The crimes of Reynhard Sinaga described by prosecutors as “the most prolific rapist in British history” have shocked and horrified many people. But the case has also highlighted that rape doesn’t just happen to women.
Sinaga was jailed for a minimum of 30 years for 159 offences against 48 men who were lured to his Manchester flat, drugged and raped. Police believe that the total number of his victims is likely to exceed 190 men
Published in The Conversation
While the scale of Sinaga’s sexual offending and the way he specifically targeted men who had been drinking, is shocking, the fact that his victims were men should not have been. And yet for many people, it was.
Men are victims of sexual violence perpetrated by both men and women. Indeed, the Crime Survey for England and Wales suggests that over 630,000 men have experienced some form of sexual violence since the age of 16. But given that many men do not disclose their experiences, this number is likely to be much higher.
Part of the problem is that the government incorporates male sexual violence under one overarching cross-government policy: the strategy on ending violence against women and girls(VAWG). This means that cases of male sexual violence are classed as a “VAWG crime”, and this is a problem, for several reasons.
There are many myths and stereotypes around men as victims of sexual violence. The central myth being that men are not and cannot be victims of sexual violence – quite simply, it doesn’t happen to men. Labelling all sexual violence as a VAWG crime reaffirms the myth of male invulnerability by concealing the experiences of male survivors.
Men’s experiences are not adequately represented or addressed. The current approach incorporates them as footnotes in a strategy that focuses on the experiences of women and girls. The approach also doesn’t recognise the specific gender aspects involved in cases where men and boys are victims. It fails to recognise how masculinity and gender stereotypes can prevent men from disclosing their experiences or seeking help for fear of being disbelieved, emasculated or humiliated.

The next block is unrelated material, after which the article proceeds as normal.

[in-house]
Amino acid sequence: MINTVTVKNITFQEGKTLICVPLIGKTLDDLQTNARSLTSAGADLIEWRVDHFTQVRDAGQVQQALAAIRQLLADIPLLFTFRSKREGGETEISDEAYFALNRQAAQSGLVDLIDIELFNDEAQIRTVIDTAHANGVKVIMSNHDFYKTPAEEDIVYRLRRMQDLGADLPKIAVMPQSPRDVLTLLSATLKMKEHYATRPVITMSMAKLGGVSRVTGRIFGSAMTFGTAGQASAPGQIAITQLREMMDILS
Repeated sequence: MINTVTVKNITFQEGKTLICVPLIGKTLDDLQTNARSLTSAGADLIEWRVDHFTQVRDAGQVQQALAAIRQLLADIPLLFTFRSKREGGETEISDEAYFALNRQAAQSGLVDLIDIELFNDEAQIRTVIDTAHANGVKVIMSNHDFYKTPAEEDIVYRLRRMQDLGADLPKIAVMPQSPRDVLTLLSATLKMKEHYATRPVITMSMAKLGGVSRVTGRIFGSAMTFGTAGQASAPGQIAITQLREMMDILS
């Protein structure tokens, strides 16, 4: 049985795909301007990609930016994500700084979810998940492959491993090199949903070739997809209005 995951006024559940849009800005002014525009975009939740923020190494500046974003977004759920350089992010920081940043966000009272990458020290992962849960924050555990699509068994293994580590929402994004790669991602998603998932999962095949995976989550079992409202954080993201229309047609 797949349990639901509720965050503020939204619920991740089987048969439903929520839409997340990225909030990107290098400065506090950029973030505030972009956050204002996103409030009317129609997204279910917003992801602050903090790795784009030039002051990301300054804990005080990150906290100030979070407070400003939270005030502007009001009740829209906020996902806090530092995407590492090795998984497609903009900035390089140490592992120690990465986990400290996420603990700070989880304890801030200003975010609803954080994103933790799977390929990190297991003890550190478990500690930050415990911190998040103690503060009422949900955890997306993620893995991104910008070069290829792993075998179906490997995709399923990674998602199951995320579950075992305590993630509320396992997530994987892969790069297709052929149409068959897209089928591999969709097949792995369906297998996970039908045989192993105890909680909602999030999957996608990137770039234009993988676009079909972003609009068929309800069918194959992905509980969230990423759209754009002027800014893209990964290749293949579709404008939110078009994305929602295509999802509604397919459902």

Violence against women and girls is a huge issue, and it is absolutely right that there is a cross-government strategy dedicated to addressing these issues. But it cannot be right that the experiences of men and boys are incorporated in this strategy.
Introducing a strategy for male survivors
In March 2019, the government released its first-ever position statement on male victims of crimes within the context of the strategy on ending violence against women and girls. The document recognises that male survivors face unique challenges and commits to £1 million of support for groups and charities working with male survivors. This is progress, but it still doesn’t go far enough.
This is why I, along with the former victims commissioner, Baroness Newlove, the Men and Boys Coalition, and leading activists, are calling for the government to introduce a national “ending intimate violence against men and boys” strategy.
This would sit parallel to the existing VAWG strategy and focus specifically on men and boys who experience all forms of intimate violence. This would not only include sexual violence but also domestic abuse and forced marriage.
This would extricate men and boys from the VAWG strategy altogether and would acknowledge men’s unique experiences of violence. It would also help to ensure support is provided and properly funded, improve criminal justice responses to male survivors, and support the development of policies and practices across government that address the experiences of male survivors of sexual and domestic violence and abuse.
Introducing this strategy should not detract attention or resources away from the VAWG strategy but rather provide a space where the experiences of men and boys are recognised and responded to in a sensitive and evidence-based manner.
The terrible crimes of Reynhard Sinaga have highlighted the experiences of male survivors. Government policy must now do more to reflect the fact that rape isn’t just something that happens to women and girls.
By Siobhan Weare
Published in The Conversation
11 January 2020